Leprosy, as well as fanaticism and usury, had been a distinguishing characteristic of the Jews. These wretched people having no physicians, the priests took upon themselves the management and regulation of leprosy, and made it a concern of religion. This has occasioned some indiscreet and profane critics to remark that the Jews were no better than a nation of savages under the direction of their jugglers. Their priests in fact never cured leprosy, but they cut off from society those who were infected by it, and thus acquired a power of the greatest importance. Every man laboring under this disease was imprisoned, like a thief or a robber; and thus a woman who was desirous of getting rid of her husband had only to secure the sanction of the priest, and the unfortunate husband was shut up—it was the “lettre de cachet” of the day. The Jews and those by whom they were governed were so ignorant that they imagined the moth-holes in garments, and the mildew upon walls, to be the effects of leprosy. They actually conceived their houses and clothes to have leprosy; thus the people themselves, and their very rags and hovels, were all brought under the rod of the priesthood.
One proof that, at the time of the first introduction of the lues, there was no connection between that disorder and leprosy, is that the few lepers that remained at the conclusion of the fifteenth century were offended at any kind of comparison between themselves and those who were affected by lues.
Some of the persons thus affected were in the first instance sent to the hospital for lepers, but were received by them with indignation. The lepers presented a petition to be separated from them; as persons imprisoned for debt or affairs of honor claim a right not to be confounded with the common herd of criminals.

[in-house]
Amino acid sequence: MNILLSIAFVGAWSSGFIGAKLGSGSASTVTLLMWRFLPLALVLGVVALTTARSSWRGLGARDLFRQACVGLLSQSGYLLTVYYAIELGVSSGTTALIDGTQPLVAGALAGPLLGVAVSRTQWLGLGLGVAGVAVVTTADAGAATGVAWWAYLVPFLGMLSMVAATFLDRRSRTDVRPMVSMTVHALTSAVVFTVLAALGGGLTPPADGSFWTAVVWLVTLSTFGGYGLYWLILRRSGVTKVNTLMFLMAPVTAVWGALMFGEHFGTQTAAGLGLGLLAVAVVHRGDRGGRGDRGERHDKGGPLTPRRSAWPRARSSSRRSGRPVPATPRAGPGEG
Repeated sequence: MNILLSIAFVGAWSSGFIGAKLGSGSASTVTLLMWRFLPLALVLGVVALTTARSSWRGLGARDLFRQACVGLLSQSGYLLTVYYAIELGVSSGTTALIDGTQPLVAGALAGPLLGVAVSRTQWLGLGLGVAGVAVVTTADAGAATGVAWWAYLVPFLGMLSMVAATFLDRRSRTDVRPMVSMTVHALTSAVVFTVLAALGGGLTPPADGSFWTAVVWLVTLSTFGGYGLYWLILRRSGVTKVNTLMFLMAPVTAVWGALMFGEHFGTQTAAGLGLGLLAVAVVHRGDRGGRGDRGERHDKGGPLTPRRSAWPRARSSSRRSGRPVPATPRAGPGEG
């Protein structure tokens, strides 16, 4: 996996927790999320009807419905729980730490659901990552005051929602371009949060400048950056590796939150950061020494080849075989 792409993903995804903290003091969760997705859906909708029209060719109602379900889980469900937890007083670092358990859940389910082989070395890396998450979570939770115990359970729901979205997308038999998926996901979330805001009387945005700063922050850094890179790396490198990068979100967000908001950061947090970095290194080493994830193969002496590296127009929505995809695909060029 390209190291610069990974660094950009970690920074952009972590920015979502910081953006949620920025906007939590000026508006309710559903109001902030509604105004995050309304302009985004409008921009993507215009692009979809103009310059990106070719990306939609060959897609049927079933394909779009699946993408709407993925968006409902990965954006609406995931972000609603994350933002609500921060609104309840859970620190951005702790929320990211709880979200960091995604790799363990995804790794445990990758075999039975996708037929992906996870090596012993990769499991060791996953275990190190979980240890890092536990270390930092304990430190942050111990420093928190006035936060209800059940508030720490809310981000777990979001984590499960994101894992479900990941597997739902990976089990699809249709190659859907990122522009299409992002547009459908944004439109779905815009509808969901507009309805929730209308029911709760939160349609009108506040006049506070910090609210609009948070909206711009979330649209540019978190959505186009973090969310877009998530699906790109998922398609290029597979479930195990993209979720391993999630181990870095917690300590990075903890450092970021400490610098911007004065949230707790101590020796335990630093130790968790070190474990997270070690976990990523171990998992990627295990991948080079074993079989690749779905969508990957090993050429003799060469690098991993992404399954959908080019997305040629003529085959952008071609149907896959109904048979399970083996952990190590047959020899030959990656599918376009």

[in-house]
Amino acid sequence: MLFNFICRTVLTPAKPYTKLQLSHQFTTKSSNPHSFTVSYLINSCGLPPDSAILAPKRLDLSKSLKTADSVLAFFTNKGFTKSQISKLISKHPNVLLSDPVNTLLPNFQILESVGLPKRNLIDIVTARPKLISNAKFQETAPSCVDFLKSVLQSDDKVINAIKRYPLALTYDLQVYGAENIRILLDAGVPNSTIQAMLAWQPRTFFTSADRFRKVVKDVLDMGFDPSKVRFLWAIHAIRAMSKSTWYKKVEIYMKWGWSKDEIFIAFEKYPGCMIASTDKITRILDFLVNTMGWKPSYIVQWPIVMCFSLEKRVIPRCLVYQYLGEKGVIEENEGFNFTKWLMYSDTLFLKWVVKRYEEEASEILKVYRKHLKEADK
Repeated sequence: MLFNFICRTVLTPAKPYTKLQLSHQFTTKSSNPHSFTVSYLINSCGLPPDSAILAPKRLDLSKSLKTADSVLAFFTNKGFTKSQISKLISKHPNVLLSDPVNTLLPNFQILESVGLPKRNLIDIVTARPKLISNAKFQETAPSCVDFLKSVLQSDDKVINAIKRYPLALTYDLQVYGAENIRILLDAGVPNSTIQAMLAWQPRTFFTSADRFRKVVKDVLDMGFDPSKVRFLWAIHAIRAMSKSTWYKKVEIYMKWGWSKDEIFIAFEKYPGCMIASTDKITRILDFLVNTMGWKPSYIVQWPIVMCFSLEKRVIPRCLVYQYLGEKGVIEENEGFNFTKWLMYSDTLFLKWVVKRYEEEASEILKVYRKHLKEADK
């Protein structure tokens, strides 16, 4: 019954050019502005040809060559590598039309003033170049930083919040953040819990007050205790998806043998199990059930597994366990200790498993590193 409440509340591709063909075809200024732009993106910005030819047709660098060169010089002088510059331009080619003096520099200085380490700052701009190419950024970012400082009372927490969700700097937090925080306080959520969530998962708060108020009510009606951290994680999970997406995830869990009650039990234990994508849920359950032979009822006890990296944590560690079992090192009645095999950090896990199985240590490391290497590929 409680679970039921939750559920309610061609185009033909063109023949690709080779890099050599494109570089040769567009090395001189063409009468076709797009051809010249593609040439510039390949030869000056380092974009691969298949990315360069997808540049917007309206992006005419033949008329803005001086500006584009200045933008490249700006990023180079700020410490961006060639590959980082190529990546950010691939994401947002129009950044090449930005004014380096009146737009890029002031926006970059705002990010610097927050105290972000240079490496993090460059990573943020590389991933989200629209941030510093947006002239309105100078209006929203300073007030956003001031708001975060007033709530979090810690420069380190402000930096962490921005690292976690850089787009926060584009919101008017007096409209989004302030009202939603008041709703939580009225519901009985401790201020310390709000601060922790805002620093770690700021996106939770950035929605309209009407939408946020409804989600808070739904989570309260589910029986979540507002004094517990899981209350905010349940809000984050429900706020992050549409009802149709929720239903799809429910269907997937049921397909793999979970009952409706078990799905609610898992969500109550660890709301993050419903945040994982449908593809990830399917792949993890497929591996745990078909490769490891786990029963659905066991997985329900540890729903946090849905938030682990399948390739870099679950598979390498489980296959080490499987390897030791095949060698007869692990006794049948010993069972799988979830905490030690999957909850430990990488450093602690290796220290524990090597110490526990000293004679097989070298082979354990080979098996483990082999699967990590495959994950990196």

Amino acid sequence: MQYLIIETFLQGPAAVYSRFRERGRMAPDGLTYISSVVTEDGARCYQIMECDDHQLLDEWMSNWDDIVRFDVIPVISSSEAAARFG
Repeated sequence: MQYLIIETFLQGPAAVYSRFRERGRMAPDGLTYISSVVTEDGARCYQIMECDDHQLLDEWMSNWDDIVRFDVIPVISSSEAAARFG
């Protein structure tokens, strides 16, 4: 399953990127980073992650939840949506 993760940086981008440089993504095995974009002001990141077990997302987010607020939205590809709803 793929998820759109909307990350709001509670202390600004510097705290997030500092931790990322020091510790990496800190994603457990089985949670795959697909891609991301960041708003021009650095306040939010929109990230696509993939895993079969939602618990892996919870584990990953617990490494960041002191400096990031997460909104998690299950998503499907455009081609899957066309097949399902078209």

We have already observed that the Parliament of Paris, on March 6, 1496, issued an order, by which all persons laboring under lues, unless they were citizens of Paris, were enjoined to depart within twenty-four hours, under pain of being hanged. This order was neither Christian, legal, nor judicious; but it proves that lues was regarded as a new plague which had nothing in common with leprosy; as lepers were not hanged for residing in Paris, while those afflicted by lues were so.
Men may bring the leprosy on themselves by their uncleanliness and filth, just as is done by a species of animals to which the very lowest of the vulgar may too naturally be compared; but with respect to lues, it was a present made to America by nature. We have already reproached this same nature, at once so kind and so malicious, so sagacious and yet so blind, with defeating her own object by thus poisoning the source of life; and we still sincerely regret that we have found no solution of this dreadful difficulty.
We have seen elsewhere that man in general, one with another, or (as it is expressed) on the average, does not live above two-and-twenty years; and during these two-and-twenty years he is liable to two-and-twenty thousand evils, many of which are incurable.
Yet even in this dreadful state men still strut and figure on the stage of life; they make love at the hazard of destruction; and intrigue, carry on war, and form projects, just as if they were to live in luxury and delight for a thousand ages.